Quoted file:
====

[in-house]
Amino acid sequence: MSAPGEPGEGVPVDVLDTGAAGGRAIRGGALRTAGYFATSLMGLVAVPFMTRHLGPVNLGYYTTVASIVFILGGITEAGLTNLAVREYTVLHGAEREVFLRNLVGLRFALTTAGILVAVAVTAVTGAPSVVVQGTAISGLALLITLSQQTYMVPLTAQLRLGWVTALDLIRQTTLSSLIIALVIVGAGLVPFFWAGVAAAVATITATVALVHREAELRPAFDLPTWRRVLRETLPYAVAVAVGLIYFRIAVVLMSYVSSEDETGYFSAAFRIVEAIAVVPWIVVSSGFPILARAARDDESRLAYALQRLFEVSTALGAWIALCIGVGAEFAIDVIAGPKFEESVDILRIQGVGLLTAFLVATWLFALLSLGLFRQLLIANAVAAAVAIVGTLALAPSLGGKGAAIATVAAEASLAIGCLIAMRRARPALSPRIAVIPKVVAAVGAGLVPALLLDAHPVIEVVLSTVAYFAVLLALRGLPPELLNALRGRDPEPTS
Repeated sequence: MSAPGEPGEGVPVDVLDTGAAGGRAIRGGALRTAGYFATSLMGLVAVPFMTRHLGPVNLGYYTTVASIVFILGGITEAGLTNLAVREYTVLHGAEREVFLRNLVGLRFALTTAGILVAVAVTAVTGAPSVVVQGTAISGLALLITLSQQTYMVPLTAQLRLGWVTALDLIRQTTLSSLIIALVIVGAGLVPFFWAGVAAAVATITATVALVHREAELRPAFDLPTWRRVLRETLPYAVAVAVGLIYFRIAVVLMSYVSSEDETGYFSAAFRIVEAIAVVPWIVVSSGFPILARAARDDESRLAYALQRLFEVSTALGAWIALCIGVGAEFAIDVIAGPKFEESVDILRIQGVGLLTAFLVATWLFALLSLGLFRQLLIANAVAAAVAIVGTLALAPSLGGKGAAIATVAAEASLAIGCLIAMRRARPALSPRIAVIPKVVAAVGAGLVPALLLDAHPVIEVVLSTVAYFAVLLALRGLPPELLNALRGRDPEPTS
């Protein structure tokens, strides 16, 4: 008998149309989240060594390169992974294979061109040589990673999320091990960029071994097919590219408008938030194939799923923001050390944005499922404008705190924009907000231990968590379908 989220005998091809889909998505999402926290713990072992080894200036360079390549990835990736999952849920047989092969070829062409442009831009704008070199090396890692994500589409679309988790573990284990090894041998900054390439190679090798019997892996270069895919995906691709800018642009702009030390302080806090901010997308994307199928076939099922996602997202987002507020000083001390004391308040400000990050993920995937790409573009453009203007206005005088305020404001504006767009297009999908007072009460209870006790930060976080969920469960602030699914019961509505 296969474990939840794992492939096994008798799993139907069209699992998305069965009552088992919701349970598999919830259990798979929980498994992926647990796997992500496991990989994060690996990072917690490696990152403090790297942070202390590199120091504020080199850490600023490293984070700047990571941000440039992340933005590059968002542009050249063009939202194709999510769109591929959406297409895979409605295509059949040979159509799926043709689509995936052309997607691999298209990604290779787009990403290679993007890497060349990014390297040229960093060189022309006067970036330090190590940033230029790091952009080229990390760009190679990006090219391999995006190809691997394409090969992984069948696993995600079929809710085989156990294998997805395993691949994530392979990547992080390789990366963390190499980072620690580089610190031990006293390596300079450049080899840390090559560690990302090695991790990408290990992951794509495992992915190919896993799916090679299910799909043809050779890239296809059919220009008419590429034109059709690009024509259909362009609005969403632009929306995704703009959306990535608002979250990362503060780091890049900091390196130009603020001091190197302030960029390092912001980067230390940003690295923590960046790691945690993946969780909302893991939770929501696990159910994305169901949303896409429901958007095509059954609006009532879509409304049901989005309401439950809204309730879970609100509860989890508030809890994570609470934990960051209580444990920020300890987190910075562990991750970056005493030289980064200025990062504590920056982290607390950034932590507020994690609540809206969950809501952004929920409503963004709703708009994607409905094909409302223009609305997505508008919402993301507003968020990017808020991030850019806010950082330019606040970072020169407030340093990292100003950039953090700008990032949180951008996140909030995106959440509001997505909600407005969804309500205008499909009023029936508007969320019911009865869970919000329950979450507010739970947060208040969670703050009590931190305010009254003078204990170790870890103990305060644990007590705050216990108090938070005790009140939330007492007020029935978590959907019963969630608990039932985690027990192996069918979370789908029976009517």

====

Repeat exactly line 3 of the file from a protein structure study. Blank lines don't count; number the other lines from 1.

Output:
Repeated sequence: MSAPGEPGEGVPVDVLDTGAAGGRAIRGGALRTAGYFATSLMGLVAVPFMTRHLGPVNLGYYTTVASIVFILGGITEAGLTNLAVREYTVLHGAEREVFLRNLVGLRFALTTAGILVAVAVTAVTGAPSVVVQGTAISGLALLITLSQQTYMVPLTAQLRLGWVTALDLIRQTTLSSLIIALVIVGAGLVPFFWAGVAAAVATITATVALVHREAELRPAFDLPTWRRVLRETLPYAVAVAVGLIYFRIAVVLMSYVSSEDETGYFSAAFRIVEAIAVVPWIVVSSGFPILARAARDDESRLAYALQRLFEVSTALGAWIALCIGVGAEFAIDVIAGPKFEESVDILRIQGVGLLTAFLVATWLFALLSLGLFRQLLIANAVAAAVAIVGTLALAPSLGGKGAAIATVAAEASLAIGCLIAMRRARPALSPRIAVIPKVVAAVGAGLVPALLLDAHPVIEVVLSTVAYFAVLLALRGLPPELLNALRGRDPEPTS